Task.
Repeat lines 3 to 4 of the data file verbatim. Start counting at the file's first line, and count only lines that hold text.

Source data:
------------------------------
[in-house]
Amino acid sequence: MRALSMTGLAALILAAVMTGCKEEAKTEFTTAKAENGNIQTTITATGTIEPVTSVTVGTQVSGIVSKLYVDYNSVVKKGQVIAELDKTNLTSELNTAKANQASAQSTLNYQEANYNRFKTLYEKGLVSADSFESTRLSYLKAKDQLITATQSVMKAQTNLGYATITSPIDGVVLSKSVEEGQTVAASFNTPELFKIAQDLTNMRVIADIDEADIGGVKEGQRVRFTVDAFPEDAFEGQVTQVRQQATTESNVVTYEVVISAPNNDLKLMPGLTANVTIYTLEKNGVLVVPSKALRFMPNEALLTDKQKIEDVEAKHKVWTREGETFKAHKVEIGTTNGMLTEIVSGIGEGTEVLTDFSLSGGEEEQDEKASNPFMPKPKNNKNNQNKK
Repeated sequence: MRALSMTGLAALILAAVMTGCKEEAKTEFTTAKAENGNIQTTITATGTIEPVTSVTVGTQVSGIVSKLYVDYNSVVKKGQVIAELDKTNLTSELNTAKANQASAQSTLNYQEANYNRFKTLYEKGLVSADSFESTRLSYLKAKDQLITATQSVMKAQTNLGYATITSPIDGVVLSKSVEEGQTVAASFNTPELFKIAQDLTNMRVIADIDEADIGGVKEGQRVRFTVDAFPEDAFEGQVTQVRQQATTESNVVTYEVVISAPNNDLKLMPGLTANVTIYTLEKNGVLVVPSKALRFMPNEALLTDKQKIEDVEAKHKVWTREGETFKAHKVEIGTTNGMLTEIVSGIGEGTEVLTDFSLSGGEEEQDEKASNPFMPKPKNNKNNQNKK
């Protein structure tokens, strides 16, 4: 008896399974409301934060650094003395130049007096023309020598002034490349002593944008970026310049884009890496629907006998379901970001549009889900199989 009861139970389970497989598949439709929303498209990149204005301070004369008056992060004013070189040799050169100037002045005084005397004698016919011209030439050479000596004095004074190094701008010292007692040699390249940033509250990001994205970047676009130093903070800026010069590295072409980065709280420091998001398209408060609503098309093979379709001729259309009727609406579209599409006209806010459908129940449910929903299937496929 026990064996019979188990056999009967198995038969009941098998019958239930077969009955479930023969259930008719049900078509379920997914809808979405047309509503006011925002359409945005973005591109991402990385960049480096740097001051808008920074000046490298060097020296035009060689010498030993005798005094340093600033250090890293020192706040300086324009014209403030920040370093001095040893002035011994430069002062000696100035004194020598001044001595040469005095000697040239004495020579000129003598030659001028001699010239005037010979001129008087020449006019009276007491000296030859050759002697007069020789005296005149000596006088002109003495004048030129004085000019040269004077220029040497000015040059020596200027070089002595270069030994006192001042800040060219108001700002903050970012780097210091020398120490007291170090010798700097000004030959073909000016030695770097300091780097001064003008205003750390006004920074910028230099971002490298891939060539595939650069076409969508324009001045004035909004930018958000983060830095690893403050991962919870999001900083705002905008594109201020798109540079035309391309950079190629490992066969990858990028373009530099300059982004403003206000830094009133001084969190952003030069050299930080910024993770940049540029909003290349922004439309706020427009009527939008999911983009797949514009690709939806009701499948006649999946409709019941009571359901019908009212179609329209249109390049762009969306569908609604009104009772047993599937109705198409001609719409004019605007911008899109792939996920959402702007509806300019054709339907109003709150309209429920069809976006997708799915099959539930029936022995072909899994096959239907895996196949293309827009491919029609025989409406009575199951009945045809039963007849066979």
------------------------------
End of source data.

Repeated sequence: MRALSMTGLAALILAAVMTGCKEEAKTEFTTAKAENGNIQTTITATGTIEPVTSVTVGTQVSGIVSKLYVDYNSVVKKGQVIAELDKTNLTSELNTAKANQASAQSTLNYQEANYNRFKTLYEKGLVSADSFESTRLSYLKAKDQLITATQSVMKAQTNLGYATITSPIDGVVLSKSVEEGQTVAASFNTPELFKIAQDLTNMRVIADIDEADIGGVKEGQRVRFTVDAFPEDAFEGQVTQVRQQATTESNVVTYEVVISAPNNDLKLMPGLTANVTIYTLEKNGVLVVPSKALRFMPNEALLTDKQKIEDVEAKHKVWTREGETFKAHKVEIGTTNGMLTEIVSGIGEGTEVLTDFSLSGGEEEQDEKASNPFMPKPKNNKNNQNKK
């Protein structure tokens, strides 16, 4: 008896399974409301934060650094003395130049007096023309020598002034490349002593944008970026310049884009890496629907006998379901970001549009889900199989 009861139970389970497989598949439709929303498209990149204005301070004369008056992060004013070189040799050169100037002045005084005397004698016919011209030439050479000596004095004074190094701008010292007692040699390249940033509250990001994205970047676009130093903070800026010069590295072409980065709280420091998001398209408060609503098309093979379709001729259309009727609406579209599409006209806010459908129940449910929903299937496929 026990064996019979188990056999009967198995038969009941098998019958239930077969009955479930023969259930008719049900078509379920997914809808979405047309509503006011925002359409945005973005591109991402990385960049480096740097001051808008920074000046490298060097020296035009060689010498030993005798005094340093600033250090890293020192706040300086324009014209403030920040370093001095040893002035011994430069002062000696100035004194020598001044001595040469005095000697040239004495020579000129003598030659001028001699010239005037010979001129008087020449006019009276007491000296030859050759002697007069020789005296005149000596006088002109003495004048030129004085000019040269004077220029040497000015040059020596200027070089002595270069030994006192001042800040060219108001700002903050970012780097210091020398120490007291170090010798700097000004030959073909000016030695770097300091780097001064003008205003750390006004920074910028230099971002490298891939060539595939650069076409969508324009001045004035909004930018958000983060830095690893403050991962919870999001900083705002905008594109201020798109540079035309391309950079190629490992066969990858990028373009530099300059982004403003206000830094009133001084969190952003030069050299930080910024993770940049540029909003290349922004439309706020427009009527939008999911983009797949514009690709939806009701499948006649999946409709019941009571359901019908009212179609329209249109390049762009969306569908609604009104009772047993599937109705198409001609719409004019605007911008899109792939996920959402702007509806300019054709339907109003709150309209429920069809976006997708799915099959539930029936022995072909899994096959239907895996196949293309827009491919029609025989409406009575199951009945045809039963007849066979």